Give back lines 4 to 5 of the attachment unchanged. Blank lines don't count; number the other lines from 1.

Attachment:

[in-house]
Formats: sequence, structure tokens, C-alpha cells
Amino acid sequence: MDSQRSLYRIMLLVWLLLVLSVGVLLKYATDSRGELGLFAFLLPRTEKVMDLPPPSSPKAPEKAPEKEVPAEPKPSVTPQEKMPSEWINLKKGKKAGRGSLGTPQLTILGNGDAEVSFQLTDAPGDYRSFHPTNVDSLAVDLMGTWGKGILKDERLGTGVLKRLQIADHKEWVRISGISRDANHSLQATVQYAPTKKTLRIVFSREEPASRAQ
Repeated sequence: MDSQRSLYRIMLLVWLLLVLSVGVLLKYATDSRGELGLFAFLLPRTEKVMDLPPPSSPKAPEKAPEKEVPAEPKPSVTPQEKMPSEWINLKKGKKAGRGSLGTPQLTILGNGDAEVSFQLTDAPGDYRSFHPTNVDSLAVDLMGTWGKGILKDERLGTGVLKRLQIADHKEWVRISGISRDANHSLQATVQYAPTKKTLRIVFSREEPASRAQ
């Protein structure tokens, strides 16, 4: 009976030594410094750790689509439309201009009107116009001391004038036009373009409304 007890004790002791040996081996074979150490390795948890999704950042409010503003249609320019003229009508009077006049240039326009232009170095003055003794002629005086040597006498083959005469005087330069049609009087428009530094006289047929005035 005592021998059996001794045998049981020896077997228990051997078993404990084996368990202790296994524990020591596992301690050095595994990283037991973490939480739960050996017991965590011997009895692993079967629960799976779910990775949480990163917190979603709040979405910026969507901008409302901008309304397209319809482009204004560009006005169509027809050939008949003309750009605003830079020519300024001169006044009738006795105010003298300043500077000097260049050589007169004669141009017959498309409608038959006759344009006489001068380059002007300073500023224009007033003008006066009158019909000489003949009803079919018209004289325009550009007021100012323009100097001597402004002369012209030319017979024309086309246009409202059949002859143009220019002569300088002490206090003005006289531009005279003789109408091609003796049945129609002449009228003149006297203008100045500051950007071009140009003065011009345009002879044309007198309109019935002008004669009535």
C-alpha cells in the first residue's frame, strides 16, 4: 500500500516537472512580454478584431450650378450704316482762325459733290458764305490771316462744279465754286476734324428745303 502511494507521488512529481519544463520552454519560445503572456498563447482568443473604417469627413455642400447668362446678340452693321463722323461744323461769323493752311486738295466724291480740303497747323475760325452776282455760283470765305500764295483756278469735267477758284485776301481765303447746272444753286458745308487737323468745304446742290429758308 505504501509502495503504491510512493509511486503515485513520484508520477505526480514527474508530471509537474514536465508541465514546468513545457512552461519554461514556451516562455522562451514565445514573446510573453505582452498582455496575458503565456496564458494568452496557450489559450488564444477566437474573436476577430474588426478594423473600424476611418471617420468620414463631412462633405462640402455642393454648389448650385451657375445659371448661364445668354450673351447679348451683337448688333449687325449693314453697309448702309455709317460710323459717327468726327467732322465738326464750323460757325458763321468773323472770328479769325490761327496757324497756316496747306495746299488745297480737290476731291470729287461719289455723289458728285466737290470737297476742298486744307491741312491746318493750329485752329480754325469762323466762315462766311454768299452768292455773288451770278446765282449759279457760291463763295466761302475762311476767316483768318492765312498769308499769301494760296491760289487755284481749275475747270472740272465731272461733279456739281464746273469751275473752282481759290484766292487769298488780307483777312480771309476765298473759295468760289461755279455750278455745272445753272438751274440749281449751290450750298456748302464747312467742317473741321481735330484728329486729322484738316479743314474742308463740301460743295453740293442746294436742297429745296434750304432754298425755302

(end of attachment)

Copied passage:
Repeated sequence: MDSQRSLYRIMLLVWLLLVLSVGVLLKYATDSRGELGLFAFLLPRTEKVMDLPPPSSPKAPEKAPEKEVPAEPKPSVTPQEKMPSEWINLKKGKKAGRGSLGTPQLTILGNGDAEVSFQLTDAPGDYRSFHPTNVDSLAVDLMGTWGKGILKDERLGTGVLKRLQIADHKEWVRISGISRDANHSLQATVQYAPTKKTLRIVFSREEPASRAQ
């Protein structure tokens, strides 16, 4: 009976030594410094750790689509439309201009009107116009001391004038036009373009409304 007890004790002791040996081996074979150490390795948890999704950042409010503003249609320019003229009508009077006049240039326009232009170095003055003794002629005086040597006498083959005469005087330069049609009087428009530094006289047929005035 005592021998059996001794045998049981020896077997228990051997078993404990084996368990202790296994524990020591596992301690050095595994990283037991973490939480739960050996017991965590011997009895692993079967629960799976779910990775949480990163917190979603709040979405910026969507901008409302901008309304397209319809482009204004560009006005169509027809050939008949003309750009605003830079020519300024001169006044009738006795105010003298300043500077000097260049050589007169004669141009017959498309409608038959006759344009006489001068380059002007300073500023224009007033003008006066009158019909000489003949009803079919018209004289325009550009007021100012323009100097001597402004002369012209030319017979024309086309246009409202059949002859143009220019002569300088002490206090003005006289531009005279003789109408091609003796049945129609002449009228003149006297203008100045500051950007071009140009003065011009345009002879044309007198309109019935002008004669009535």